Louisa Ellemind is a writer, singer / songwriter and psychology student. Her first novel, The Hunted, a sci-fi / fantasy adventure about sisterhood and finding your identity, was published in 2019. She loves writing about strange people in strange worlds. She’s currently working on her first middle grade novel, The Seers Sisters, a book about witches, boarding school, sisterhood, and confidence.
Ellemind is a survivor of depression and believes in spreading kindness and understanding. She lives in Oldenburg, Germany, with her two invisible ghost cats. Catch up with her on louisaellemind.com or on Twitter at @LouiLae Subscribe to her newsletter at louisaellemind.com/news
We asked Louisa a few questions to get to know her better. Here’s what she had to say:
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I have been writing since…
I first learned to write at age six.
My favorite author(s) and book(s)?
The Chrestomanci series by Diana Wynne Jones, The Stars’ Tennis Balls by Stephen Fry, Overheard in a Dream by Torey Hayden, The Book Thief by Markus Zusak.
My journey as a writer:
I’ve always loved and invented stories. At age eight, I started writing my first books, but never ended up finishing them. In 2013 I finished writing my first book. In 2016 my first poem was published (‘Fever’, published in the ‘AWAKE’ issue of the New York Literary Magazine). In 2019 I published my first novel, The Hunted.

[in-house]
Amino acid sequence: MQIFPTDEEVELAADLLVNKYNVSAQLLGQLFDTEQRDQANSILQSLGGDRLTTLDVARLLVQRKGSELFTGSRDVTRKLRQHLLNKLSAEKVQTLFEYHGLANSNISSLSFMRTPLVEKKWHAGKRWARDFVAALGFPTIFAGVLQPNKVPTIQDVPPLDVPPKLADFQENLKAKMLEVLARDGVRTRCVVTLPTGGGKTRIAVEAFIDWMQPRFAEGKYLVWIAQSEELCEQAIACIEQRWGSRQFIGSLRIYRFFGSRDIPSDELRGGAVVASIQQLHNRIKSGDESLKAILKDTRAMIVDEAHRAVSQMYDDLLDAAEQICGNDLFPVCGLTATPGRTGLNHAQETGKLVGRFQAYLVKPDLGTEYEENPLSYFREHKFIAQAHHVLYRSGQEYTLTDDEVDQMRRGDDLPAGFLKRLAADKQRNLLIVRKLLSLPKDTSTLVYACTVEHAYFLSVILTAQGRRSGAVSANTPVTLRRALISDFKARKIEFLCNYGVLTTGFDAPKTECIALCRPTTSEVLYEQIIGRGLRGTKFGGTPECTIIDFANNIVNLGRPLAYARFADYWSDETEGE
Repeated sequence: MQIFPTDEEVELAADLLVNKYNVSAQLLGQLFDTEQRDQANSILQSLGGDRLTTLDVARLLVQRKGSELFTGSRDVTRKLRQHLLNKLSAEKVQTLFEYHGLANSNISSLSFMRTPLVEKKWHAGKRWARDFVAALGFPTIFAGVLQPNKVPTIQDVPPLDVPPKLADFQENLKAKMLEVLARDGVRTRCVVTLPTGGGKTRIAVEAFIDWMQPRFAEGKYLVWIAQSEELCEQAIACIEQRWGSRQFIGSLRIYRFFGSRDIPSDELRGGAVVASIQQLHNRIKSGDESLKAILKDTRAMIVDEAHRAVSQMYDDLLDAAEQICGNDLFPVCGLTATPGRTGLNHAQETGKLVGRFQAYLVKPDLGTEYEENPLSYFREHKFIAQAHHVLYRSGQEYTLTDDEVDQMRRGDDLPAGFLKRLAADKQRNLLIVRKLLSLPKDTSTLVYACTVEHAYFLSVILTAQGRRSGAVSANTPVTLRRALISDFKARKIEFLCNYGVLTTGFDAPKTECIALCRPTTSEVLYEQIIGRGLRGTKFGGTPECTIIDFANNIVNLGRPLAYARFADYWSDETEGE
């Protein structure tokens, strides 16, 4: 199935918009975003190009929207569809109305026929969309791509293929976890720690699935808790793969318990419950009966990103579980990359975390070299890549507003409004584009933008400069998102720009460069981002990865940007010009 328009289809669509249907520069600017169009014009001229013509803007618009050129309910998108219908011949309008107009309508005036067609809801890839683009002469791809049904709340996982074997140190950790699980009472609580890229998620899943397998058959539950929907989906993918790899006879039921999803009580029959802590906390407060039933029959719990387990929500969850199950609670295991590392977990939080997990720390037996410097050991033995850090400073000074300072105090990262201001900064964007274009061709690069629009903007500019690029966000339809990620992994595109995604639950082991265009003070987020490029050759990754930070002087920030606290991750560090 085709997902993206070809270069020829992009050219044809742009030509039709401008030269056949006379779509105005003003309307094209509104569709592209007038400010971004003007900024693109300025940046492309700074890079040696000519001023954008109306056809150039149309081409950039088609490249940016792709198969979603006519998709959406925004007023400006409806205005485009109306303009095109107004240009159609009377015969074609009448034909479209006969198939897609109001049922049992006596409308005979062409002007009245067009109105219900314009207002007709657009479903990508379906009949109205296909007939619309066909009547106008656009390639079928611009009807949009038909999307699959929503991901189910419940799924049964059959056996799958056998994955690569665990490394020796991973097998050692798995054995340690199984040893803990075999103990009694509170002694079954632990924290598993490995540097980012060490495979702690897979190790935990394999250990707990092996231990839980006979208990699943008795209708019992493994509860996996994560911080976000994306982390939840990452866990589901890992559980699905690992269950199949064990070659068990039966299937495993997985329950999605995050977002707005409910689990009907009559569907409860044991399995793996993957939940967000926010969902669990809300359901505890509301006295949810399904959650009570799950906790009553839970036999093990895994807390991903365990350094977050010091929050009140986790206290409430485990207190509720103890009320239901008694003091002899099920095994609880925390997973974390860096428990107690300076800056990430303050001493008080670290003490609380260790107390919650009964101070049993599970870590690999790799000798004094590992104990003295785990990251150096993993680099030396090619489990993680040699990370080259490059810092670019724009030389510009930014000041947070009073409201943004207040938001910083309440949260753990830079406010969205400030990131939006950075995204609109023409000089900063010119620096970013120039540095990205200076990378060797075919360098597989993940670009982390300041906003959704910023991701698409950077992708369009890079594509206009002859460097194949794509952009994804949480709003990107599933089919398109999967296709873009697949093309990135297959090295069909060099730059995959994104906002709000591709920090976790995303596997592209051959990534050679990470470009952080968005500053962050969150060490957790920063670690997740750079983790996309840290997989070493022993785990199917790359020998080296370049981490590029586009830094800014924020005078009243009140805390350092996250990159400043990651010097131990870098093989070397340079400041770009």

Why should we read you?
Because the stories I write are uniquely strange. Do you love things that aren’t quite the norm and that you can’t quite fit into a single genre? Then my stories are for you.
My favorite genre to read / write
Fantasy/Sci-Fi, Magical Realism, Middle Grade, YA
What advise would you give young and aspiring writers?
Celebrate every rejection. Every rejection means you sent in your work! You are amazing! Keep sending in your work you beautiful scribe!
Here’s an excerpt from Louisa’s winning story Eau de Culpabilité that’s now published in Wafting Earthy:
Frances’ eyes shot open and she listened to the soft click of the door closing in the frame. It was the first time she had been awoken by such a quiet noise, and it took her a moment to register what was happening.
She sat up in her bed, hung her stuffed kangaroo around her neck by its velcro hands and slowly approached her bedroom door. The stench coming from outside made her stop. She did recognize the smell. It was how she knew that her little brother had played with her toy car and had broken it. It was how she knew that her mother hadn’t forgotten to buy her the toy drone she had promised her; she just didn’t have the money. It was how she knew that her teacher hadn’t been right to yell at her that time she was talking in class. It came in waves, and almost everybody carried it, except for babies. It smelled sweet and gentle when it was light, and that was what her dad had smelt like before tonight. It was bearable for Frances when it was moderate, similar to when one of the twins let out a loud one in the corner, and the whole class laughed. She had smelt hints of it in the City Centre, of it getting bad, getting terrifying, but she wasn’t allowed to go off on her own, so she had just held onto her mum or dad’s hand and the spook had passed quickly.